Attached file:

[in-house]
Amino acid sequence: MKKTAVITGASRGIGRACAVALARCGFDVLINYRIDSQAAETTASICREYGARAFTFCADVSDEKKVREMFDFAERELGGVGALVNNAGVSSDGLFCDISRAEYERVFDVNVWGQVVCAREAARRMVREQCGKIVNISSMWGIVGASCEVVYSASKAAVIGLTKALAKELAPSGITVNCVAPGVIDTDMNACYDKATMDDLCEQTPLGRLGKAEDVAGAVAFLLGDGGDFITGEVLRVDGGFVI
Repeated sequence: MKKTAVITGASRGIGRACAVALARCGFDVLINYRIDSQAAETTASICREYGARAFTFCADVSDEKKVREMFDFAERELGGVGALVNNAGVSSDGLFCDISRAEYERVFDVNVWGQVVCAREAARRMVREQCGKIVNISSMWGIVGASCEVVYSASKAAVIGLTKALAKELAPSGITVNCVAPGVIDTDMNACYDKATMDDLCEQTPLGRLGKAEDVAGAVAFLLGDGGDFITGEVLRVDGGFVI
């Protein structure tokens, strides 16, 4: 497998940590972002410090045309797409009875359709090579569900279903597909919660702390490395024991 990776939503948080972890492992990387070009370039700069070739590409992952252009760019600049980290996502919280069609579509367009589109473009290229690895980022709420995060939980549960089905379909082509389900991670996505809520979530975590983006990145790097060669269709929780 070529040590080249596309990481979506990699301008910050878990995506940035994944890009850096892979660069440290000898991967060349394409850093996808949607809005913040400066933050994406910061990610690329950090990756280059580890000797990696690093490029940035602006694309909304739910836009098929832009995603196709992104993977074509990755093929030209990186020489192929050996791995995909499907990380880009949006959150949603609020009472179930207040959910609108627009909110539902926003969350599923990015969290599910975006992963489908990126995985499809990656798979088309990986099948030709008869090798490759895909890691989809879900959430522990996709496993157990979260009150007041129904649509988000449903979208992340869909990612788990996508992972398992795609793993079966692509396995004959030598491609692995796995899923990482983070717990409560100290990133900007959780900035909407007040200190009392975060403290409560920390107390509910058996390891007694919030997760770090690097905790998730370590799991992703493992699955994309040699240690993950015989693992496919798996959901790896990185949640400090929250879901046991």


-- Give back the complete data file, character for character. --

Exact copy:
[in-house]
Amino acid sequence: MKKTAVITGASRGIGRACAVALARCGFDVLINYRIDSQAAETTASICREYGARAFTFCADVSDEKKVREMFDFAERELGGVGALVNNAGVSSDGLFCDISRAEYERVFDVNVWGQVVCAREAARRMVREQCGKIVNISSMWGIVGASCEVVYSASKAAVIGLTKALAKELAPSGITVNCVAPGVIDTDMNACYDKATMDDLCEQTPLGRLGKAEDVAGAVAFLLGDGGDFITGEVLRVDGGFVI
Repeated sequence: MKKTAVITGASRGIGRACAVALARCGFDVLINYRIDSQAAETTASICREYGARAFTFCADVSDEKKVREMFDFAERELGGVGALVNNAGVSSDGLFCDISRAEYERVFDVNVWGQVVCAREAARRMVREQCGKIVNISSMWGIVGASCEVVYSASKAAVIGLTKALAKELAPSGITVNCVAPGVIDTDMNACYDKATMDDLCEQTPLGRLGKAEDVAGAVAFLLGDGGDFITGEVLRVDGGFVI
């Protein structure tokens, strides 16, 4: 497998940590972002410090045309797409009875359709090579569900279903597909919660702390490395024991 990776939503948080972890492992990387070009370039700069070739590409992952252009760019600049980290996502919280069609579509367009589109473009290229690895980022709420995060939980549960089905379909082509389900991670996505809520979530975590983006990145790097060669269709929780 070529040590080249596309990481979506990699301008910050878990995506940035994944890009850096892979660069440290000898991967060349394409850093996808949607809005913040400066933050994406910061990610690329950090990756280059580890000797990696690093490029940035602006694309909304739910836009098929832009995603196709992104993977074509990755093929030209990186020489192929050996791995995909499907990380880009949006959150949603609020009472179930207040959910609108627009909110539902926003969350599923990015969290599910975006992963489908990126995985499809990656798979088309990986099948030709008869090798490759895909890691989809879900959430522990996709496993157990979260009150007041129904649509988000449903979208992340869909990612788990996508992972398992795609793993079966692509396995004959030598491609692995796995899923990482983070717990409560100290990133900007959780900035909407007040200190009392975060403290409560920390107390509910058996390891007694919030997760770090690097905790998730370590799991992703493992699955994309040699240690993950015989693992496919798996959901790896990185949640400090929250879901046991």